Monday, December 23, 2013

Guest Blog by Jay Herres: "Less is More"

[This is a generous contribution to Art Taco by painter and gallerist Jay Herres...]

Seems almost every critic, artist and celebrity says this as if it is the undisputed truth. The reality is less may be more, or less may be simply less. There have been many great Masters over the centuries for whom less was not more. In fact, it could be said that more was not enough.

The birth and popularity of Minimalism in the late sixties and early seventies seemed to enforce this as the unquestionable truth. This "indisputable" way of thinking has stripped endless works of art from their lifeblood. Some of the finest galleries are filled with hollowed out works like bodies without skeletons and houses without foundations. Many artists have seemingly become indifferent to, or abandoned the very elements and skills that artists have strived for over the centuries.

Design in many cases has become 'old hat', color harmonies, who needs them? Drawing skills? forget about it! The artistic blood trail abounds and marketing and name recognition have become the only Gods. The new art is thrown into the feeding trough and gobbled up by the well-heeled uninformed.

--- Jay Herres

[Thank you, Jay Herres, for your Guestblog. Art Taco welcomes guest blogs on almost any topic related to the arts. Please send submissions to

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  1. Dear Jay,

    With all due respect I'd like to offer a different point of view.

    Today, many people share your sentiments. I hear similar comments almost daily on the art chat boards I subscribe to. The most strident voices are those of representational painters and sculptors who feel left out of the art market. They claim that either A) the public is being duped by the art establishment, B) there is a conspiracy against representational, technique-based art, C) modern art today is nihilistic, D) galleries and museums are ruled by the wealthy whose artistic standards are very low, etc.

    Actually, there are probably more contemporary artists working today (myself included) who do know how to draw, paint and sculpt in ways that rely heavily on "old school" methods and ideologies. Just look at the number of atelier schools that are popping up around the US and Europe. They advocate a return to the classical standards and teaching methods that were dominant in the 18th and 19th Centuries.

    In my opinion, if conceptual art has stolen the spotlight we traditional artists have only ourselves to blame for losing the public's attention and patronage. We can point fingers at much modern art and find plenty to criticize. But we can also point those same fingers at much traditional art being made and be just as critical. The majority of it is ... bad.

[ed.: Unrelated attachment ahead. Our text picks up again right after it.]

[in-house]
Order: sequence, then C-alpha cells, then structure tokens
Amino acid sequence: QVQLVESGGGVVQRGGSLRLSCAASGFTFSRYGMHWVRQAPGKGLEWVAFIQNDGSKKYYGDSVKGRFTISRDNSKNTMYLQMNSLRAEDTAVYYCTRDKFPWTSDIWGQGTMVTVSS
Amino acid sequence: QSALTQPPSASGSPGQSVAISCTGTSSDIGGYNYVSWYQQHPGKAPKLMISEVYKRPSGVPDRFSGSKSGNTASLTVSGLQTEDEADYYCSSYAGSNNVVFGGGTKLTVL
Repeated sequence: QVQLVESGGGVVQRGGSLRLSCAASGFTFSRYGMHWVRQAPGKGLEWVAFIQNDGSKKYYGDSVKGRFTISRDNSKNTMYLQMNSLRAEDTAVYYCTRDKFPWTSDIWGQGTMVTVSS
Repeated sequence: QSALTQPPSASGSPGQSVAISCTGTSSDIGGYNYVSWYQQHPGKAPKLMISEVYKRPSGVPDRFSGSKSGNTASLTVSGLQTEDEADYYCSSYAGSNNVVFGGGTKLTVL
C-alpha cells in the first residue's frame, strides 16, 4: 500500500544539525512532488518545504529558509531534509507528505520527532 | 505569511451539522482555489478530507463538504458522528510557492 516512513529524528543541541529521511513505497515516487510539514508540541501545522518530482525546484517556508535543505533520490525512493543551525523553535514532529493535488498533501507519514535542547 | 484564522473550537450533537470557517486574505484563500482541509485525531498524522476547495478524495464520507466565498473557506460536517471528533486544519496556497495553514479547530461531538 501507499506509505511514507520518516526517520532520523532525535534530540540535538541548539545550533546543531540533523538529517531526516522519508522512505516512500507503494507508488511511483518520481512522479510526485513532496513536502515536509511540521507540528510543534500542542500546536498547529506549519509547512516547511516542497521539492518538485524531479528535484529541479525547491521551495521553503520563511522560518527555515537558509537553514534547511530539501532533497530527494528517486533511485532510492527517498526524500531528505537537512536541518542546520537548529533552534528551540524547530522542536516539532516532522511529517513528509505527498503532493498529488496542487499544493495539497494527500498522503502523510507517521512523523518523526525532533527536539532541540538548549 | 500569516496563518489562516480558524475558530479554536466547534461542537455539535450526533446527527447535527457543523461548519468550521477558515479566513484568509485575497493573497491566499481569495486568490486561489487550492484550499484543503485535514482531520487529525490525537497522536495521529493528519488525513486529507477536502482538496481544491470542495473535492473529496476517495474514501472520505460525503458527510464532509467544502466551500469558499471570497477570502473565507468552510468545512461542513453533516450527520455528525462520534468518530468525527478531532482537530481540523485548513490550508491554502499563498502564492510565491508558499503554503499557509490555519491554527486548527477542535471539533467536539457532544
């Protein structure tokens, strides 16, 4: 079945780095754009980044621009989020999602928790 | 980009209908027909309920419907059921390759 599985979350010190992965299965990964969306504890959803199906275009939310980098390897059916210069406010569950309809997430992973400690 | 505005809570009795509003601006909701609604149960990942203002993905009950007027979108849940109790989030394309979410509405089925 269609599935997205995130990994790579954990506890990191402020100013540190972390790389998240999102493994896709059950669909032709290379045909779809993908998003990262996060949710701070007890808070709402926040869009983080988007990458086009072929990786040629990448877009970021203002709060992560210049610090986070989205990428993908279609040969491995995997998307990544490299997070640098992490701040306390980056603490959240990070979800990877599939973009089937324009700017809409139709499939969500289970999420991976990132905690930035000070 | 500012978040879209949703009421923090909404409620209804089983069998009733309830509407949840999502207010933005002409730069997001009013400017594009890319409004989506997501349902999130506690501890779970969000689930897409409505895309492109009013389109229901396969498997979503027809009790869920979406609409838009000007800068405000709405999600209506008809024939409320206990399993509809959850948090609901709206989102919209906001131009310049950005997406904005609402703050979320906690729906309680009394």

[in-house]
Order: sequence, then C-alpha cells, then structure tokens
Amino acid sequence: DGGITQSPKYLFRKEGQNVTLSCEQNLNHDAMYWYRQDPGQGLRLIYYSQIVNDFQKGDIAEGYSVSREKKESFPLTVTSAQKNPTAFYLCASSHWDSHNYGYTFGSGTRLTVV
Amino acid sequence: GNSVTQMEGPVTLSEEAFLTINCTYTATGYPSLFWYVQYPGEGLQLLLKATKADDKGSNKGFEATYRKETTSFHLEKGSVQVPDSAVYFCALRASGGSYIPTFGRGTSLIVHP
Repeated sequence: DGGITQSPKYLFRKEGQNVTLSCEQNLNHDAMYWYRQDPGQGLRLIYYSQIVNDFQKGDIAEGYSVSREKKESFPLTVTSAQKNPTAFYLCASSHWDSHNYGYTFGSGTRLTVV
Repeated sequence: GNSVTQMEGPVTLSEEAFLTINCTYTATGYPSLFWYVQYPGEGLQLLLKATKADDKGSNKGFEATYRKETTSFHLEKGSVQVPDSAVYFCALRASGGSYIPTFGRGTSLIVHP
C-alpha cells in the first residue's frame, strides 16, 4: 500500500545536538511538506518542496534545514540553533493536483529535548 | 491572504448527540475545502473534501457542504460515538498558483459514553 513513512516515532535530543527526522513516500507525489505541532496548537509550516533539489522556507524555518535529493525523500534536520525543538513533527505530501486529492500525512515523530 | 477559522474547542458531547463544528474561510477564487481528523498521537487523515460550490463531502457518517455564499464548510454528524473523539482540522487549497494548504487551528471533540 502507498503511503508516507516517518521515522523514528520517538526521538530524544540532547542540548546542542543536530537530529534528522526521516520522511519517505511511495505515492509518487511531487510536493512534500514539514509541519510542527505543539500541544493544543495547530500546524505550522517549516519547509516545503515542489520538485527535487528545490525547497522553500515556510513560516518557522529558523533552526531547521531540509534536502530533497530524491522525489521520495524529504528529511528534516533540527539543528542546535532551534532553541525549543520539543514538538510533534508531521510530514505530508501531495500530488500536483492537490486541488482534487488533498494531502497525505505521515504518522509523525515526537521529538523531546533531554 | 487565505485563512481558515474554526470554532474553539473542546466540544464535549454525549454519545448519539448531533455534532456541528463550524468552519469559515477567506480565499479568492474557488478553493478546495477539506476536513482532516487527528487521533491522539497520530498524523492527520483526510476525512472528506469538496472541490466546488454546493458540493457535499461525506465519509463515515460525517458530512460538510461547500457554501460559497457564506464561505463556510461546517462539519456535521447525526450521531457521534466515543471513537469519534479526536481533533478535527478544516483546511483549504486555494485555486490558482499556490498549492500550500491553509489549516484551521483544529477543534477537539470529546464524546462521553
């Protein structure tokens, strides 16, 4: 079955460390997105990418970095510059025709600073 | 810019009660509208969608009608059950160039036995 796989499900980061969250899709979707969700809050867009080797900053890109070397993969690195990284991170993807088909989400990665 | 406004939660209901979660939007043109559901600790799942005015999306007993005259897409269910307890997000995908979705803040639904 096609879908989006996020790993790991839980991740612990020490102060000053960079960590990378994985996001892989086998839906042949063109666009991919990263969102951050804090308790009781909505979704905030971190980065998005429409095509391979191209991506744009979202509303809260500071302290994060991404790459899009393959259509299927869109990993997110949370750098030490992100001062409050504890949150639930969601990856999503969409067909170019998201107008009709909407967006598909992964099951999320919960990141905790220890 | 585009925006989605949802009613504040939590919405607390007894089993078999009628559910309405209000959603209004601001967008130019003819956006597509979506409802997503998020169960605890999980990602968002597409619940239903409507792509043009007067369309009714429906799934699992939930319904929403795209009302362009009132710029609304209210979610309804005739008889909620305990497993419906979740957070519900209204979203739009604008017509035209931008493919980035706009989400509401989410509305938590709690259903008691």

Many traditional artists believe that beauty alone is enough. I disagree. Representational art also needs a message. It needs to engage the viewer, hold their attention and make them think. It must be more than mere eye candy. Don't get me wrong, there's nothing wrong with that but after a while it gets repetitive and boring.

    Another point to consider is that the various means of artistic expression have exploded in the 50 years. Museums and galleries now have choices like video, performance, sound, light, installations, etc in addition to good old painting and sculpture. Just as there's ever more product competition on supermarket shelves, the same is true with wall and floor space in art venues. The different slices of the art pie are getting narrower all the time.

    If we want more classically-oriented art on view in museums and galleries, it's up to the artists to make art that knocks people's socks off --- both visually and intellectually. That's not happening as much as it needs to. Then we've got to get out there and promote it.

    Steven Kenny

  2. [I received this response to Steven Kenny's reply above from Jay Herres]

    Dear Steven, Enjoyed reading your response to my post. I think we agree on much but differ on some points. I enjoy realistic art equally with abstracts. I equally like fine drawings, the red headed step children of the art world. Even at galleries most people seldom check out drawings unless they are standing next to it with their drink or it's right behind the food table. The art I was "targeting" are the weak abstracts which used to be referred to as non-objectives. The N.Y. galleries are filled with them. All too many look the same, done in endless series enough to bore the dead! To add grand absurdity to the mix they often have ten feet or more on either side of them to try to give them clout and raise their value.
    The artists may have amazing skills but they are poorly reflected in the works and since the galleries must be selling them the buyers seem to be paying big time for lessor works. While a great many fine representational paintings make people think and have a message, I don't believe that's a necessary requirement. I remember when I was in my late teens I went to a one man show by Painter Coulton Waugh. I was awed! Some of his paintings were so striking, so rich with color and feeling they left me spell bound!. I didn't need to think at all...just incredibly impressed by the magic he put on canvas! While I think differently on some points I have the greatest respect for your thoughts and appreciate reading them. A fan of your work, take care,